the yield curve!
The yield curve is one of the many named “curves” in economics. Like any good data visualization, it encapsulates a great deal of information about a complex system in one simple plot. The yield curve is generated simply by plotting Us Treasury bond yields (y-axis) at different maturity dates (x-axis). Typically longer dated bonds will have higher yields, reflecting the risk associated with holding an asset for a longer time period. Shorter bonds are less risky to hold, so investors demand a lower rate of return on their investment as a result. An upward sloping line is “normal” indicating the situation described above.
But in times of stress, the yield curve can “invert” wherein the yields on longer dated bonds actually come down whilst the yields on shorter dated bonds go up. This has happened rarely in the last few decades, a good thing, but did notably happen right before the financial crisis in ~2008. This indicates investors have low expectations for longer term inflation and want to buy long dated bonds now to “lock-in” those higher interest rates. There’s low demand for shorter term bonds so yields go up.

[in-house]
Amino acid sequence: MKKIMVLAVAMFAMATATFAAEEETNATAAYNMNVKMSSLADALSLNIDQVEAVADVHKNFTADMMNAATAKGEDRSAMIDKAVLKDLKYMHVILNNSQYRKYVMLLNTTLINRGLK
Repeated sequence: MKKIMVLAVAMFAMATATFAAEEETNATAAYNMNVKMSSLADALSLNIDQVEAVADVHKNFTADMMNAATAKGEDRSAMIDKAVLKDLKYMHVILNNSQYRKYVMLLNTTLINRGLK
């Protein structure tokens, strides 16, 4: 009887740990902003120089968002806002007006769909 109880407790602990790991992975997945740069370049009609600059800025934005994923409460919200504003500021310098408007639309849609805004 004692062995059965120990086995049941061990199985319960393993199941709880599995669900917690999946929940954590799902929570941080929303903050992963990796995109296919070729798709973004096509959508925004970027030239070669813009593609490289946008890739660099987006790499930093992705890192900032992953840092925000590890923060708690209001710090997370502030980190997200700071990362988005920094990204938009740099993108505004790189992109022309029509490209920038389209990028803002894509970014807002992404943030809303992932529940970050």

Despite being one of those curves often talked about, I rarely see the yield curve plotted. The data is actually available in tabular form from the Treasury department’s website, so I pulled the data for 2018 and plot it below using Bokeh. Bokeh allows the creation of interactive plots (you can use the slider to adjust the day for which the yield curve is shown) that are embeddable in HTML documents. Voila!
You can see over the course of this year so far, as inflation picks up and the Fed raises rates, the yield curve shifts higher but maintains its normal shape. For the time being, outlooks look relatively bright.